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Posts tagged “content marketing”

16 for ’16:  A Checklist to Tell Your Business Story Better - Part Two

In the first installment of this blog post, we covered eight tips for telling your business story better.  Here are eight more to round out the “16 for ’16” we promised.  While they may seem to cover a wide number of concepts, when combined with the first eight the checklist roughly follows Dix & Eaton’s methodology of “discover, develop, deliver” for content marketing strategy, in which we recommend assessing the situation first, then setting the strategy and finally choosing the tactics…a good approach in almost any situation.

So give these a try: 

9. Write the “children’s book” version of your company story as an internal exercise.  The “once upon a time” is your creation story.  The “big bad wolf” is the main problem your customers face.  You’re Superman.  How…

Continue Reading 16 for ’16:  A Checklist to Tell Your Business Story Better - Part Two

16 for ’16:  A Checklist to Tell Your Business Story Better - Part One

Every day we’re inundated with new marketing ideas promising to change our world.  We can’t possibly try them all, so we try a few.  But when we look back at our marketing messages – our business story – we realize we’ve been saying the same thing for years.  Time out.  Why not resolve this year to say something different?  Something better.  Back to basics.

We want to suggest 16 steps – not all easy, but all important – for recharging your company’s business story.  You don’t need to do them all, but checking off even a few of them will make a big difference.  Best of all, none of these actions involve revolutionary software in the cloud.  In fact, you’ll find these suggestions quite down-to-earth.

Here are the first eight tips:

  1. Rediscover your business story.
Continue Reading 16 for ’16:  A Checklist to Tell Your Business Story Better - Part One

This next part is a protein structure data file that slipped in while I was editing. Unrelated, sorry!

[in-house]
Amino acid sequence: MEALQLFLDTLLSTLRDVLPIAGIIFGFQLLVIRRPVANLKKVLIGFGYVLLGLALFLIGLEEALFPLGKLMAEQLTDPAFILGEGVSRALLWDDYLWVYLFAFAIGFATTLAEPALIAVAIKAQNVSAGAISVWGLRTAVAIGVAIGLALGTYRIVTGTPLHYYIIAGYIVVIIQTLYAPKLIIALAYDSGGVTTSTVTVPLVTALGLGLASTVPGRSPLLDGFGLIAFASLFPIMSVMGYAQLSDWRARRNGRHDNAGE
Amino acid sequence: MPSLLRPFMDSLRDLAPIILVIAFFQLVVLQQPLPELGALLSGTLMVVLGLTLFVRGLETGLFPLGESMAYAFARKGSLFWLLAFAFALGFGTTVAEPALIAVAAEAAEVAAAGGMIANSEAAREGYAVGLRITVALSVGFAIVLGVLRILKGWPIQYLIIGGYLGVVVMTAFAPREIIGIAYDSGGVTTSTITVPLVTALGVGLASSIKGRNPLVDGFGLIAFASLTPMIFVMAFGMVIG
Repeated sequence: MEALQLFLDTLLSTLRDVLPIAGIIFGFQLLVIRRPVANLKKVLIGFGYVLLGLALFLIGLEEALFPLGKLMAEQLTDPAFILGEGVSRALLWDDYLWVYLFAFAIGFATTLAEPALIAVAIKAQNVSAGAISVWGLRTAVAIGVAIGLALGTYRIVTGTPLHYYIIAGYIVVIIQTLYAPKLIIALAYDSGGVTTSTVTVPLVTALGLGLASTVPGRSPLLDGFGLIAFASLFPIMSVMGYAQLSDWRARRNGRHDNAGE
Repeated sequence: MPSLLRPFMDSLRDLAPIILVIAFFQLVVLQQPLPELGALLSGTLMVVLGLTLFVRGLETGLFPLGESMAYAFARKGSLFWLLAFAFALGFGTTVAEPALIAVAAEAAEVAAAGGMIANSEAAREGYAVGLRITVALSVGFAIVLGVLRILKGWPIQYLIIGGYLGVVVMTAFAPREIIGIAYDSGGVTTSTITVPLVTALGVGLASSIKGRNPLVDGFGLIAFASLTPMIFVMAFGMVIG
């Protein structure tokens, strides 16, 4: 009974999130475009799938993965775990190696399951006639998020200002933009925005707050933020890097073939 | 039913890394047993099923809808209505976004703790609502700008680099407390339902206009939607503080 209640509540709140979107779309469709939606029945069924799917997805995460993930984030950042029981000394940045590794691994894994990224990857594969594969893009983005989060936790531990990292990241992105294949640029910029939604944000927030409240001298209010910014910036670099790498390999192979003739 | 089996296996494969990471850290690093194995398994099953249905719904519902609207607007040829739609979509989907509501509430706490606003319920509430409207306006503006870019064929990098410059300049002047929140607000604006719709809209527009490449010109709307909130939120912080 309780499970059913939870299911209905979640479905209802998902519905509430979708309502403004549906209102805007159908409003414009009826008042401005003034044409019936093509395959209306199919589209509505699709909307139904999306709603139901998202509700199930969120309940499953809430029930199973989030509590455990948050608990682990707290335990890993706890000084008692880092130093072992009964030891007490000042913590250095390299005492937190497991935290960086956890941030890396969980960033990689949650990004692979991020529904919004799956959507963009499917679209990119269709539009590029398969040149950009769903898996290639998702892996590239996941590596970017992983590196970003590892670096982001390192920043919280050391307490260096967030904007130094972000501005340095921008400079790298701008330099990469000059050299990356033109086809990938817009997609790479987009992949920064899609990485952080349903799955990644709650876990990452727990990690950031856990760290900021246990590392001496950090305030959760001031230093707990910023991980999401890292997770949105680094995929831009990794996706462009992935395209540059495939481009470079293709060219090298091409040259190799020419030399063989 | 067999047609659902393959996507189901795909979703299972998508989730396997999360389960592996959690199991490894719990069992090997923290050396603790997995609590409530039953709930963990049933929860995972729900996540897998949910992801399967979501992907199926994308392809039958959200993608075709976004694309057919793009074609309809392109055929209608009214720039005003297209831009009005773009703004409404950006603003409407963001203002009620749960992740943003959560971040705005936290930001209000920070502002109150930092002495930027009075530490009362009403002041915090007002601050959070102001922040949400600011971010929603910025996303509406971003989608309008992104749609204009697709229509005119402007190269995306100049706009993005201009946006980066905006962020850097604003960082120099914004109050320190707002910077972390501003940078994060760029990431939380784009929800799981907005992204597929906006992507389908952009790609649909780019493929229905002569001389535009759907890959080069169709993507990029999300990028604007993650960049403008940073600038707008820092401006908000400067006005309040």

The Evolution of a Content Entrepreneur

Lee Horwich of USA Today was the first to say it, during a recent media panel at the City Club of Cleveland.

When Cleveland hosts the Republican National Convention next July, his colleagues will want access to video, audio and social media to report the news.

His point? Don’t think of USA Today, or other major media such as The New York Times and The Wall Street Journal, as purely “print” media.  

One-dimensional content creation no longer exists at national newspapers.

Thirty years ago, when I became a journalist for a one-dimensional newspaper, we received one-dimensional pitches from public relations professionals. These people would call and write journalists, suggesting stories – in print, or course – about a product, executive, politician or governmental…

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Big brands can’t teach you anything

We live in a celebrity culture. We like to hear about entertainers, athletes and other stars.

It’s the same for us in business. We like to read about big brands and the biggest names.

But I get the feeling that when companies that don’t appear on Fortune 100 lists hear the biggest brands in the world talk about how they embrace content marketing and brand journalism, smaller companies conclude that only those big brands can afford this approach.

We need to put celebrity aside. We need to keep the stars out of our eyes, because the truth is that big brands can’t teach us anything. It isn’t just that big brands have budgets that rival the gross domestic product of many nations and you don’t. You live in a much different world than they do. But stop thinking you…

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3 counterintuitive lessons from 3 marketing legends

I recently had an opportunity to see three of the planet’s most amazing marketers – in the same place and in succession.  The morning session of the Fuel Cleveland 2015 event started off with Guy Kawasaki, insightful former chief evangelist for Apple, led into Jeff Hayzlett, high-energy author and host of C-Suite TV, and finished with Seth Godin, inspiring author and the world’s most-read blogger.  While their talks were very different, a few interesting themes emerged.  Each of them encouraged vision, boldness and purpose.  But they also agreed on three key points, all of which seem to go against traditional convention and what we may have been taught.  Here’s what they had to say:

1) Whatever you sell has to be both unique and valuable

If you ask Harvard’s…

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